MOVIE MAKERS, TRUE-CRIME READERS & “COOPERITES”: 2020 UPDATE
Court-released FBI records, along with supporting documents from retired military-intel commanders, collectively conclude the missing ’71 hijacker was Robert W. Rackstraw Sr. (R.I.P., 7/9/19).
After we closed our investigation at a 2018 news conference outside FBI Headquarters, the race was on for the story rights. As one senior WME agent put it to my manager, Michael B. London: “We know Tom solved it.”
Hollywood, however, went directly to Rackstraw. Sources tell us he was given a private jet-ride in for a confidential meet-and-greet with leading producers, studios and streamers. I fortunately was fully prepared for this end-run, thanks to our cold case team.
Rackstraw’s negotiations fizzled because: 1) he was the polar opposite of the folk hero many imagined; 2) our new case details and evidence have all been copyrighted, including the decryption of Army-coded Cooper messages and his CIA history; and 3) when he traded an FBI prison cell for years of black ops work, fed officials warned the contractor he’d be re-incarcerated if he ever went public. It was the fear of that secret “John Doe indictment” that ultimately kept him from signing a Cooper rights deal.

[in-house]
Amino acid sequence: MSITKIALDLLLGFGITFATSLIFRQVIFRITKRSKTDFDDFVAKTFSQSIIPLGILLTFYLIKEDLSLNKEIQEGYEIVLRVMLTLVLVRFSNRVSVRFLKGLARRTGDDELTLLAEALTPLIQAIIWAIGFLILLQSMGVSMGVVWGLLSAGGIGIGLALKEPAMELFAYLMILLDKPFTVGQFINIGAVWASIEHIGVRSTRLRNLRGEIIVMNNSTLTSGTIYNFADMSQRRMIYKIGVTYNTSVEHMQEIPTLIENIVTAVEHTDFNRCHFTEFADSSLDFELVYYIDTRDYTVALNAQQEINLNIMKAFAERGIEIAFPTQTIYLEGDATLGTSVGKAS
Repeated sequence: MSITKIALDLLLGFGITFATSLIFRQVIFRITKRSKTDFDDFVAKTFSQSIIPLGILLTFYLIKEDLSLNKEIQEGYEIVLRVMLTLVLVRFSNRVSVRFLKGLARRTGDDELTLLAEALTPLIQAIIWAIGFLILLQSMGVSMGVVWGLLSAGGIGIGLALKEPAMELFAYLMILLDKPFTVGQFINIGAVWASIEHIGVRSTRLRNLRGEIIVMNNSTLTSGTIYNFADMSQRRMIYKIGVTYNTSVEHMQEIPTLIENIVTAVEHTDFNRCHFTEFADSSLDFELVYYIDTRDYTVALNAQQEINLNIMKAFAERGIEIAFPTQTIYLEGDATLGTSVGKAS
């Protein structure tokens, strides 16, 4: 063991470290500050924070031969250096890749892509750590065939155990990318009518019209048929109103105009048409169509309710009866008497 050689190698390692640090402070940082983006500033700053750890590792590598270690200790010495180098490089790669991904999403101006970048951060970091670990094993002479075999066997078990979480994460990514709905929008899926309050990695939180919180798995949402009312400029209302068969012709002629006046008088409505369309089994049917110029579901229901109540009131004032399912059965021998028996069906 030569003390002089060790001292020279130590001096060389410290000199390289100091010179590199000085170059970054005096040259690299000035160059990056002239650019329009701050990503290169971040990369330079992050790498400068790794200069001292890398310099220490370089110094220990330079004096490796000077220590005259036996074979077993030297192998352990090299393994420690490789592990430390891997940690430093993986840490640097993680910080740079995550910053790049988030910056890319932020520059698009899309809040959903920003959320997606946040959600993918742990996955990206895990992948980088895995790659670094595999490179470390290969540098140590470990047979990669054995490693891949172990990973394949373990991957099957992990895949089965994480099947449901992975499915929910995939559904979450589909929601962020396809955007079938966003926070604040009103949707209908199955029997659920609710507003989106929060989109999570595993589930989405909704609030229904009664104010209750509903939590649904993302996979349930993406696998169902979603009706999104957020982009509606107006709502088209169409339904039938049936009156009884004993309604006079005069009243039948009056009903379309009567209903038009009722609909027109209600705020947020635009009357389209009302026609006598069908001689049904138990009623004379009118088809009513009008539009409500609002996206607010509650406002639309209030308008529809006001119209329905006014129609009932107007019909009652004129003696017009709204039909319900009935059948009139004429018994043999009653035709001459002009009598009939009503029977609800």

Our surveillance team first heard his fear in 2013; that’s why we’re grateful to the hundreds (including relatives) who helped us document Rackstraw’s breathtaking life narrative – featuring 22 fake identities, six careers, three families and multiple mistresses in five countries.
Now with three national book awards for true crime, THE LAST MASTER OUTLAW holds the ripcord to one of the world’s greatest adventures never told. And we couldn’t be more honored. TJC
FYI: For more true stories in development, see TJCConsulting.biz